As I thought about some friends of ours whose kids I've watched empty the dishwasher, clear the table, and do other responsibilities that come with being part of a family, Nikelle interrupted my thoughts with a question. "Can I have a wet rag to wash the table?" she asked. I handed her the rag and went back to my thoughts. These friends have children who are very responsible and therefore, I've always considered their example when it comes to raising my own kids. I wonder what other advice I could gleam from them?

As we headed out the door, the house was a little cleaner than normal. My almost 6-year-old inspired me to get things cleaned before we left the house. It's a satisfying feeling to know your child is taking responsibility and growing up. Afterall, when a child is growing, it's a healthy child. I'm so grateful for the two healthy children God has given us and I need to focus more on helping them grow up as that is what I'm called to do.

Wednesday, June 4, 2008

Remembering Dad Carlson

This is what I had to say about my father-in-law:

Just about 12 years ago, I married into this family. I was welcomed warmly and given the freedom to refer to my in-laws with whatever title I felt comfortable. Using “Rod and Joy” to refer to them just seemed inappropriate because of the way I was raised. “Mr. and Mrs. Carlson” seemed too informal. Still, the words “Mom and Dad,” were difficult to say because those titles were reserved for my own parents. Over the years, however, I grew quite comfortable with referring to my husband’s parents as “Mom and Dad”.

When I think of Dad Carlson, I think of eating pizza together at the kitchen table. We would often go over there on Wednesday nights or every so often on the weekends and order pizza together.

Wisconsin will always remind me of Dad as well. Every year, we enjoyed the tradition of visiting New Glarus and LaValle along with the Dells. It always seemed to be the highlight of the year for Dad and Roddy. Although attending a small town parade and doing quite a bit of driving took some years for me to appreciate this tradition, it is now one of the dearest memories I hold. My heart is warmed with memories when I think of him holding Nikelle in his lap and making her feel safe as the sirens cleared the parade or picturing their hands interlocking as we walked to the restaurant. I remember how he sat with Jaycie as she napped so the rest of us could mini-golf and how insistent he was as we’d head to the Dells that we couldn’t forget to have the Old Time Photo taken.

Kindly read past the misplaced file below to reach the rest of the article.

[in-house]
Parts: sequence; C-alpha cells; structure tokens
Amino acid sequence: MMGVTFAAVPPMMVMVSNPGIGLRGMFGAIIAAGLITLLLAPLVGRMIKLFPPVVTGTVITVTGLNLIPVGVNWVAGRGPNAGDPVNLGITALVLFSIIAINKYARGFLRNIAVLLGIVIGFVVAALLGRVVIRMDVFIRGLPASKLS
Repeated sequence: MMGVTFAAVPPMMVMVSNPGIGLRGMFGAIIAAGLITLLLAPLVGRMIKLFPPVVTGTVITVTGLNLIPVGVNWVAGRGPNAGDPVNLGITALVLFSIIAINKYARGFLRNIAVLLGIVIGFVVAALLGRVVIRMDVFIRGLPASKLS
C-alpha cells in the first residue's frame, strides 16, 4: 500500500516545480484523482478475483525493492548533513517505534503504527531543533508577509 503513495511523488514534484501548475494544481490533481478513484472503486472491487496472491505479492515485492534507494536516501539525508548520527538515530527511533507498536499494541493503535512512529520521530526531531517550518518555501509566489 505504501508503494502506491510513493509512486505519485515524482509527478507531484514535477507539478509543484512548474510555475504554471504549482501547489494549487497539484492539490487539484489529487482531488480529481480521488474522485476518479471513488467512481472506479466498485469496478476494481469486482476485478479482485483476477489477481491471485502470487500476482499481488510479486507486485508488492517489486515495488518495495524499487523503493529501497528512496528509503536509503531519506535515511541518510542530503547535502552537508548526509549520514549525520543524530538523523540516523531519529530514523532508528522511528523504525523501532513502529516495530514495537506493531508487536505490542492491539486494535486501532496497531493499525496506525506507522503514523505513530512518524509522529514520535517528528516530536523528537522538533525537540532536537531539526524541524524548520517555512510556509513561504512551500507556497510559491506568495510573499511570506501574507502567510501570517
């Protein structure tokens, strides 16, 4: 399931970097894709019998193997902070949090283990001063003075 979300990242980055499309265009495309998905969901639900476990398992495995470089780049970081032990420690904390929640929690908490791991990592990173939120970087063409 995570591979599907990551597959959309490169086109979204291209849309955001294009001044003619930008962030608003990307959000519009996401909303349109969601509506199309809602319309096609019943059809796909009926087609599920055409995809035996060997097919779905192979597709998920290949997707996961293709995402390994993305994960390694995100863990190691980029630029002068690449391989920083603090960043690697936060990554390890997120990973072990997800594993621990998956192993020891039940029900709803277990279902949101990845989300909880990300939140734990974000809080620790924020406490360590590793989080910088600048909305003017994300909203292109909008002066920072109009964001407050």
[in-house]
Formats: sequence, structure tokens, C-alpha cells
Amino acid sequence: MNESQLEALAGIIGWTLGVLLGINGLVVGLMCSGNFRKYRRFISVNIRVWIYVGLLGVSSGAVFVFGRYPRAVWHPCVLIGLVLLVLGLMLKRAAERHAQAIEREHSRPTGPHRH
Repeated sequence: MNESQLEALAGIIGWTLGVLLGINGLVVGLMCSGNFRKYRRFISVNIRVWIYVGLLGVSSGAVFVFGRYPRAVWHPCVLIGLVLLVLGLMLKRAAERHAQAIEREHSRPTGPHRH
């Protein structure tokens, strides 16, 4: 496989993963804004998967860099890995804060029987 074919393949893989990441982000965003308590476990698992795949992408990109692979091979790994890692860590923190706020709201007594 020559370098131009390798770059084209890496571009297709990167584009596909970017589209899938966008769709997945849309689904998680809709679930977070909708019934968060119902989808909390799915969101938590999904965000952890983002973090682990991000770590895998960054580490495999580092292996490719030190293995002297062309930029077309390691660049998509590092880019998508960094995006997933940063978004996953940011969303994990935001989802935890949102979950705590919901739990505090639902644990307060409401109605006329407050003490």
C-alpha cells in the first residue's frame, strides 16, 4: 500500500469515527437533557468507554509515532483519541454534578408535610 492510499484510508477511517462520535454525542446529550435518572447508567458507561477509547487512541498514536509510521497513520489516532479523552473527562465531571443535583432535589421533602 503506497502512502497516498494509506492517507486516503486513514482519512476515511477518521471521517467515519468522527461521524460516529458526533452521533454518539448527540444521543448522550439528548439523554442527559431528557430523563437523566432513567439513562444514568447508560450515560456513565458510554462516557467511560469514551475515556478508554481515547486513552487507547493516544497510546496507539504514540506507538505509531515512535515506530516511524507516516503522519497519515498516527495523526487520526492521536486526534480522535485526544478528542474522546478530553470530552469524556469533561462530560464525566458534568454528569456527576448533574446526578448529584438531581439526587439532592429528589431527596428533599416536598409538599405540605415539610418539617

The card game of spades will always be associated with Dad as well. We would make sure to reserve the adjoining rooms in the hotel so that we could put the girls to bed in one room and play cards in the other. We would snack and play until a winner was declared despite our better knowledge to stop the game and get some sleep. (I shared Dad’s early to bed; early to rise philosophy of life.)

I think the dearest memory for me will be from that of the title he gained almost 6 years ago as “Grandpa”. Nothing could brighten his day like Nike and Jaycie did.

The memory from this last time he came home from the hospital is etched into my mind. We brought him home to keep him comfortable expecting him to leave us very shortly. Never did I dream I’d ever walk into that front door again and hear his smiling voice welcome us with “Hi, Nike. Hi, Jaycie” the way I did the following day. As I watched him hold out his hand for theirs, we were given a miracle to cherish forever.

As we look through pictures and are reminded of his failing health, we are also reminded of how nothing could get in the way of his time with the girls – not even Leukemia. Hugs and kisses were always abundant and there was always a welcome place in his lap, as he’d say to the girls, “Come and sit with Grandpa.” Despite his terrible back pain, he would still find strength to go to the front door and hug the girls goodbye. All the way to the end, he mustered time and energy for these little girls. He only wished that he could live to see this next grandchild as well.

It’s our privilege to keep his memory alive. Be it while we cheer for the Cubs or the Illini; while we eat Pizza King or make a visit to the Dells; or when we color and read to the girls. All the while we will remind our kids of how very much Grandpa enjoyed doing things with them and how he was filled with love and pride for his grandchildren.

Dad was always the one capturing the memories with his camera in hand. Now we cling to these memories of a man who loved life and family. He lived an example of appreciation for life. We didn’t often hear him complain. Even in the end, he told me he was content being right there at home in the bed surrounded by family. “I’m fine just like this,” he told me in those final days of blessing we were given with him.

He never gave up. From buying a piano just months ago so he could learn to play it; to working on the house until this disease forced him to stop; even bringing himself to drink juice from a straw just hours before he left this world – he fought.

We will honor his life by appreciating what we have of ours. We’ll remember the example of a life without complaints. A legacy of a life filled with love for his family is what he’s left us to hold so dear. And we won’t give up.

We are told to encourage each other with words found in the Bible in the book of 1 Thessalonians, Chapter 4, verses 16 and 17. They say “For the Lord himself will come down from heaven, with a loud command, with the voice of the archangel and with the trumpet call of God, and the dead in Christ will rise first. After that, we who are still alive and are left will be caught up together with them in the clouds to meet the Lord in the air. And so we will be with the Lord forever.”

I am forever grateful for the years I was given the honor of calling Roderick L. Carlson: “Dad”. So, we say “So long for now…” and I long so much more for heaven where the Dad who raised me and the Dad who welcomed me so warmly 12 years ago are both there with Jesus even as we speak.